Builder ran firm sim­i­lar to bust one

Caernarfon Herald - - NEWS -

A GWYNEDD builder has been spared jail af­ter ad­mit­ting run­ning a com­pany with a name sim­i­lar to a firm that had gone bust.

John Gwilym Jones, 51, of Bryn Hedd, Mynytho, near Pwll­heli, was a di­rec­tor of J&C Jones (Build­ing Con­trac­tors) which went into liq­ui­da­tion in Novem­ber, 2013, with debts of £795,000.

He had been ap­pointed a di­rec­tor of J & S Jones Build­ing Con­trac­tors Ltd when the firm was set up in July, 2013, a judge at Caernar­fon Crown Court heard.

Pros­e­cu­tor Dafydd Roberts said the liq­ui­da­tion of a com­pany meant sim­i­lar sound­ing names could not be used for five years.

In­sol­vency Ser­vice in­ves­ti­ga­tors wrote to Jones on three oc­ca­sions warn­ing him the name of the new com­pany was too sim­i­lar to the old firm.

Mr Roberts said Jones’ ac­coun­tant had replied to one warn­ing apol­o­gis­ing for an “in­ad­ver­tent breach”.

In July, 2014, the com­pany name was al­tered with the Jones dropped and the ti­tle J & S Build­ing Con­trac­tors Ltd adopted, but this was still un­ac­cept­able for the In­sol­vency Ser­vice.

Dur­ing an in­ter­view with in­ves­ti­ga­tors in June last year, Jones claimed he had a ver­bal agree­ment with of­fi­cials about the com­pany name but was un­able to pro­vide any proof, added Mr Roberts.

Jones told the in­ves­ti­ga­tors the signs on the busi­ness had not been changed on ve­hi­cles and build­ings due to cost im­pli­ca­tions, added Mr Roberts.

Jonathan Austin, de­fend­ing, said Jones was highly thought of as a builder and sub­mit­ted a num­ber of tes­ti­mo­ni­als.

He urged the judge to ex­er­cise his dis­cre­tion and not dis­qual­ify Jones as a di­rec­tor, be­cause that would have ad­verse ef­fects on 10 em­ploy­ees and a fur­ther 10 sub-con­trac­tors who were work­ing on build­ing projects.

“He is keen to carry on in busi­ness and has very sat­is­fied cus­tomers,” Mr Austin said.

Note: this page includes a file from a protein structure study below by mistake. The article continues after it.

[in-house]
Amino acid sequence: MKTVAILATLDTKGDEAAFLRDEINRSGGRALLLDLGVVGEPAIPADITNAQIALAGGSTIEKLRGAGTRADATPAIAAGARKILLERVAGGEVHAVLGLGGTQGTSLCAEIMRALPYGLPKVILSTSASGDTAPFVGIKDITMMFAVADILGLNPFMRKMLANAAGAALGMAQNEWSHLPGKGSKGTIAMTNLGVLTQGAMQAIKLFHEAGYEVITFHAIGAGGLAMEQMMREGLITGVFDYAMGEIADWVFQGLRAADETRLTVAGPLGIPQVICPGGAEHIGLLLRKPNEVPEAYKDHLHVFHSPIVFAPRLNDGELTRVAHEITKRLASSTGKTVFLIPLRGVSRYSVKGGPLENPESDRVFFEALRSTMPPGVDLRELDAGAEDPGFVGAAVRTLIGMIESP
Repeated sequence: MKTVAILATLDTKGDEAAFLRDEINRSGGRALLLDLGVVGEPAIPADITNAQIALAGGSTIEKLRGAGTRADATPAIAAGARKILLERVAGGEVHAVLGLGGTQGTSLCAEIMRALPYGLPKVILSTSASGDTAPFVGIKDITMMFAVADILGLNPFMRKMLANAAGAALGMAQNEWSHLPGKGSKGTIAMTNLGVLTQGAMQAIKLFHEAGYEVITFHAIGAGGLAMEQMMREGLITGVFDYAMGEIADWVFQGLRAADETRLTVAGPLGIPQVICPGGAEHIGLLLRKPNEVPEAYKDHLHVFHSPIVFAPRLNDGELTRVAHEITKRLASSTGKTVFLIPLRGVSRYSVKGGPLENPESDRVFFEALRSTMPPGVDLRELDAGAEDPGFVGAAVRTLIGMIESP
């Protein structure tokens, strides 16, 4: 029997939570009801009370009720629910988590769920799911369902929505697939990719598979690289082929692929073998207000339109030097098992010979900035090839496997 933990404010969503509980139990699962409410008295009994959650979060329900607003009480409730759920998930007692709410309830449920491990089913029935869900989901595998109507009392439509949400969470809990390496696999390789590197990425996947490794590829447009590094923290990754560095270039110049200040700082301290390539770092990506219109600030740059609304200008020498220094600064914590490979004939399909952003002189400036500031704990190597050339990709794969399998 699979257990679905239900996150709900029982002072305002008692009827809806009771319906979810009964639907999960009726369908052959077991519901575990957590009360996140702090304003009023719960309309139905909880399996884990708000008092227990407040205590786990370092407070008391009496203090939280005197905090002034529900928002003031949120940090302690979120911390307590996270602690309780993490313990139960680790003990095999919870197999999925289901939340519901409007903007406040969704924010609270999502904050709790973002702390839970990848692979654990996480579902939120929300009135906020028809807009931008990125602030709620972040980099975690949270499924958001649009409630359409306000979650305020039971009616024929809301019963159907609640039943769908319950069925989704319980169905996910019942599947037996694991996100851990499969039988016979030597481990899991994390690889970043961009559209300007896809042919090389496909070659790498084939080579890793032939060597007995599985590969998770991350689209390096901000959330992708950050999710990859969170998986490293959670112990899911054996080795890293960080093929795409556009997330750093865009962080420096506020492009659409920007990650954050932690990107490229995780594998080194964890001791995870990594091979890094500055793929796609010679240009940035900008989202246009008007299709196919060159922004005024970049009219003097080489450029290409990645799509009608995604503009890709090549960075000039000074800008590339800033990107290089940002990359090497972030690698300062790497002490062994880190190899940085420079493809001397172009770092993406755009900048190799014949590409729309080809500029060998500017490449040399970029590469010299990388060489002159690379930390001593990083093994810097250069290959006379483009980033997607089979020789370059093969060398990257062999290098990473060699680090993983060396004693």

Judge Huw Rees told Jones the use of a pro­hib­ited name for his busi­ness was a se­ri­ous mat­ter and he could have been jailed for up to two years.

“The ag­gra­vat­ing fea­ture in this case is that you ig­nored three warn­ings from the In­sol­vency Ser­vice. On the other hand, there is mit­i­ga­tion and you have pleaded guilty,” he said.

Jones was made the sub­ject of a 12-month Com­mu­nity Order and told he must carry out 150 hours of un­paid work. He must also pay £2,500 costs.

THE grounds of a Gwynedd coun­try home could house a hol­i­day unit devel­op­ment un­der plans sub­mit­ted to the coun­cil.

A scheme for 13 units is planned for the land around Glyn­l­li­fon, in Llanbedrog – a for­mer restau­rant and cur­rently a hol­i­day prop­erty.

A pre­vi­ous at­tempt to build 16 hol­i­day let units on the land was turned down and now a re­vised project has been sub­mit­ted to coun­cil plan­ners.

The plan­ning state­ment says: “The pro­posal in­cludes for the full re­ten­tion of the ex­ist­ing Glyn­l­li­fon hol­i­day home build­ing, to be used as a man­ager’s unit, of­fice and an­cil­lary fa­cil­i­ties (gym/din­ing/ laun­dry) and the cre­ation of 13 self-ser­viced hol­i­day lets.

“Th­ese will be of a con­tem­po­rary de­sign and of­fer a high-qual­ity type of self-ser­viced ac­com­mo­da­tion, pro­vid­ing visi­tors with a greater level of choice within the area, which, in turn, would as­sist in boost­ing the lo­cal econ­omy.

“The pro­posed units are split into a num­ber of ter­races, where the scale and heights of the new-build blocks are to main­tain a do­mes­tic scale, more ap­pro­pri­ate to the site and re­flect­ing the two-storey na­ture of the ex­ist­ing Glyn­l­li­fon Hol­i­day Home.

“This forms a height re­duc­tion of one storey in com­par­i­son to the pre­vi­ous pre-ap­pli­ca­tion pro­pos­als.”

The fresh ap­pli­ca­tion has been sub­mit­ted to Gwynedd coun­cil. Hol­i­day units are be­ing pro­posed for the grounds of Glyn­l­li­fon, in­set, in Llanbedrog

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